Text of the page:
In June, during this year’s NeoCon, the U.S. Green Building Council (USGBC) introduced Leadership in Energy and Environmental Design (LEED) Pilot Credit 43, which applies to all Building Design and Construction and Interiors Design and Construction LEED rating systems.
The pilot credit supports LEED’s objective of encouraging building and facility managers to implement measurable green building goals as they specifically relate to maintenance and furnishings.
LEED Pilot Credit 43 promotes the use of non-structural products, with known life cycles in LEED buildings, in order to set the foundation for continuous improvement.
For the first time, the USGBC recognized several third-party certifiers, which validate the sustainable attributes and proclamations stated by manufacturers’ about their products. Many of the methods of earning LEED Pilot Credit 43 revolve around the use of third-party certification.
According to Steve Brewster, Operations Program Manager for Kimball Office, there are two paths available to earn the pilot credit. The simpler of the two is to identify and use products certified by a third-party certifier recognized in the pilot credit. Both Scientific Certification Systems (SCS) Indoor Advantage and American National Standards Institute/Business and Institutional Furniture Manufacturers Association (ANSI/BIFMA) level are included in the pilot credit; therefore, products certified by these programs meet the credit requirement.
The second path requires the project team to prove that a manufacturer has provided public life cycle information on the product(s). The standard allows a manufacturer to self-declare Life Cycle Analysis (LCA) results, however, specifies that the U.S. Life Cycle Inventory database (USLCI) be used in conjunction with minimum scope and boundaries for the LCA.
For a project team, it can be more difficult to know if a self-declaring manufacturer has met the required guidelines for LCA. “With either path, a minimum of 10 percent of the dollar value of installed, non-structural products and materials must meet the approved certifications or LCA criteria listed within the pilot credit,” added Brewster.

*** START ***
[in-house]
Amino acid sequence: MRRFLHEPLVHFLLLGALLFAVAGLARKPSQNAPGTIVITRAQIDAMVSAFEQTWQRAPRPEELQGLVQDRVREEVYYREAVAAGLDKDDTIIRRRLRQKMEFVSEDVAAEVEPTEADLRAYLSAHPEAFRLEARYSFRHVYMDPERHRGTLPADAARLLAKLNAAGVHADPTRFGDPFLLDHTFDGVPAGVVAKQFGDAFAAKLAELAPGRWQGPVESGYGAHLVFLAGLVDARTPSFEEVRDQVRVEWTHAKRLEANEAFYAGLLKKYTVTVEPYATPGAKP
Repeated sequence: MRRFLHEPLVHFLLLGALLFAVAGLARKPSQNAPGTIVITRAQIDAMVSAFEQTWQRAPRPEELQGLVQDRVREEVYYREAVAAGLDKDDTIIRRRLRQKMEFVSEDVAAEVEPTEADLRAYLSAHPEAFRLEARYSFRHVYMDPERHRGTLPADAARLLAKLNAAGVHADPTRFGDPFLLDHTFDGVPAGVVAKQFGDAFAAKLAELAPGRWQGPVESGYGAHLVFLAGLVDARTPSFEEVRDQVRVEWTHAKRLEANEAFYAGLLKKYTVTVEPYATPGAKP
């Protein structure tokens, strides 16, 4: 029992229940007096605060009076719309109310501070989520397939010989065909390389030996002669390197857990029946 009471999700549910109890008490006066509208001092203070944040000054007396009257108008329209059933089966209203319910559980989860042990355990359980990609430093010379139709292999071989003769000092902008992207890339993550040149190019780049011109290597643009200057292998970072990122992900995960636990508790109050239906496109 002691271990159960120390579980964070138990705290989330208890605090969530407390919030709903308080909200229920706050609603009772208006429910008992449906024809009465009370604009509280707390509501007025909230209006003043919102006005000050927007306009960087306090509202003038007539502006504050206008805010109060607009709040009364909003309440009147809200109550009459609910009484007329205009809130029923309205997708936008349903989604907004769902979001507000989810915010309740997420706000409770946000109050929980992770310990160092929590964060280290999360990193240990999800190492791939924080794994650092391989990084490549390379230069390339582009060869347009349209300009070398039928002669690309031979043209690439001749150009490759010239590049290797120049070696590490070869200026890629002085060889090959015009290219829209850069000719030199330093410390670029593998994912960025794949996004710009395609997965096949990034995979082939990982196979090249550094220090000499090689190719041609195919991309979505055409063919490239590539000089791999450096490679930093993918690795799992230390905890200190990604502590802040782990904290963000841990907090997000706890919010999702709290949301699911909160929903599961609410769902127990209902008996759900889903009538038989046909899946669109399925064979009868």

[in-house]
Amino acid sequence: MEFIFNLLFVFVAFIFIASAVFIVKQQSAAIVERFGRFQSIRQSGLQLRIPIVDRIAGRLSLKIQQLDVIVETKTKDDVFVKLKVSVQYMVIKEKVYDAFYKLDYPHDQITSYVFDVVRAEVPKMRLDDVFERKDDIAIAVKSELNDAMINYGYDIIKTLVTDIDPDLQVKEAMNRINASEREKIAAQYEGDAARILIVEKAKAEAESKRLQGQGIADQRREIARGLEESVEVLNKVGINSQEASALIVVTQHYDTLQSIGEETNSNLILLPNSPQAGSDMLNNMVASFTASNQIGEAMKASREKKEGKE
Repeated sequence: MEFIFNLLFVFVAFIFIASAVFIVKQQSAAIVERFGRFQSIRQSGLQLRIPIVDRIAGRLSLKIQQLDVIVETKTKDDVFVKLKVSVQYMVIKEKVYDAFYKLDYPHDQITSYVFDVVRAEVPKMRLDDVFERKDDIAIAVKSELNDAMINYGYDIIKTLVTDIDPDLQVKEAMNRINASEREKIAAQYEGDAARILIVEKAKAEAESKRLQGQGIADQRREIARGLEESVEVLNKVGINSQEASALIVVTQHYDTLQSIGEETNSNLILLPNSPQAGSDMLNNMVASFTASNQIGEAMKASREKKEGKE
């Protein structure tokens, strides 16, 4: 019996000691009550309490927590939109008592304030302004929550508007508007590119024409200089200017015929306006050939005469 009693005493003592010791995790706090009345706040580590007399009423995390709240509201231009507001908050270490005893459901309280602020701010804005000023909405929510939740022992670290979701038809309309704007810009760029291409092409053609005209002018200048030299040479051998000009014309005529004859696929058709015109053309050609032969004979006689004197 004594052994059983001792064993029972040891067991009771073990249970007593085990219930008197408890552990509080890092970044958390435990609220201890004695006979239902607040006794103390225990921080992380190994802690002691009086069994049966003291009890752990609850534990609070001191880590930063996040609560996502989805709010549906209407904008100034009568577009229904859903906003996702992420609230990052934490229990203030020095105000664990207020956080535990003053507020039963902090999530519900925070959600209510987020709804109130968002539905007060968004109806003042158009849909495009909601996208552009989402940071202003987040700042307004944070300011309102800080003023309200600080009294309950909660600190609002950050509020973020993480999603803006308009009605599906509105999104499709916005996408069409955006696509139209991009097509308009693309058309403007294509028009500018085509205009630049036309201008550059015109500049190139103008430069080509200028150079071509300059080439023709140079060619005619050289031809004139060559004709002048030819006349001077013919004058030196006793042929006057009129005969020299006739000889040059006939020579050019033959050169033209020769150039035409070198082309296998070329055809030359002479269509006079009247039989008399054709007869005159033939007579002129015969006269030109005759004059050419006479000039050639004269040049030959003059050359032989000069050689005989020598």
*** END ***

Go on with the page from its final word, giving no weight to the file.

Georgy Olivieri, Director of Architecture, Design and Sustainable Strategies believes that because Pilot Credit 43 offers credit towards LEED certification, many Government Service Administration (GSA) facilities will be interested in how it helps meet green building expectations. In 2009, when President Barack Obama signed Federal Executive Order 13514 (Federal Leadership in Environmental, Energy, and Economic Performance), he set new federal agency goals in areas such as accountability and transparency, strategic sustainability performance planning, greenhouse gas management, sustainable buildings and communities, and pollution prevention and waste reduction.
With the GSA managing more than 370 million square feet of workspace, nearly all of which are following LEED certification guidelines, achieving LEED Pilot Credit 43 can help provide government agencies with proof of compliance to EO 13514.
LEED Pilot Credit 43 helps organizations validate the environmental statements made by manufacturers about their products. In some cases, these statements revolve not just around the individual product, but also the manufacturing process.
“Through the recognition of various third-party certifiers, this pilot credit can verify and document whether or not a manufacturer is taking a holistic approach towards sustainability,” added Olivieri.
For more information on the pilot credit, visit the LEED Pilot Library.
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